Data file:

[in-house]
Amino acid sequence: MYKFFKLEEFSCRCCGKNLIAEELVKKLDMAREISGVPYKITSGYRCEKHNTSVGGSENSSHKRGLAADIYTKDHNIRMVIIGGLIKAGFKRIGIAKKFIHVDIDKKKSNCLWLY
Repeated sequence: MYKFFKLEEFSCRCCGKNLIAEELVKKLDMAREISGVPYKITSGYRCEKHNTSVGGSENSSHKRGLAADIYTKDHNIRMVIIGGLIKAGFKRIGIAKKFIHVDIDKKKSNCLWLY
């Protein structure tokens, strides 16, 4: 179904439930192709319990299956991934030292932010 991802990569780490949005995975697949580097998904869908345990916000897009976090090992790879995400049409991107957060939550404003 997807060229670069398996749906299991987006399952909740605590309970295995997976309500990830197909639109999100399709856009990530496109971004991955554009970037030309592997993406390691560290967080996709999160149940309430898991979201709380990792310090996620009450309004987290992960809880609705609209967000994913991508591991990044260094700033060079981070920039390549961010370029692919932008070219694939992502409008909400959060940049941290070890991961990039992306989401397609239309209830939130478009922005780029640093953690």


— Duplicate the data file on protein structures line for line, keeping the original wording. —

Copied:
[in-house]
Amino acid sequence: MYKFFKLEEFSCRCCGKNLIAEELVKKLDMAREISGVPYKITSGYRCEKHNTSVGGSENSSHKRGLAADIYTKDHNIRMVIIGGLIKAGFKRIGIAKKFIHVDIDKKKSNCLWLY
Repeated sequence: MYKFFKLEEFSCRCCGKNLIAEELVKKLDMAREISGVPYKITSGYRCEKHNTSVGGSENSSHKRGLAADIYTKDHNIRMVIIGGLIKAGFKRIGIAKKFIHVDIDKKKSNCLWLY
């Protein structure tokens, strides 16, 4: 179904439930192709319990299956991934030292932010 991802990569780490949005995975697949580097998904869908345990916000897009976090090992790879995400049409991107957060939550404003 997807060229670069398996749906299991987006399952909740605590309970295995997976309500990830197909639109999100399709856009990530496109971004991955554009970037030309592997993406390691560290967080996709999160149940309430898991979201709380990792310090996620009450309004987290992960809880609705609209967000994913991508591991990044260094700033060079981070920039390549961010370029692919932008070219694939992502409008909400959060940049941290070890991961990039992306989401397609239309209830939130478009922005780029640093953690």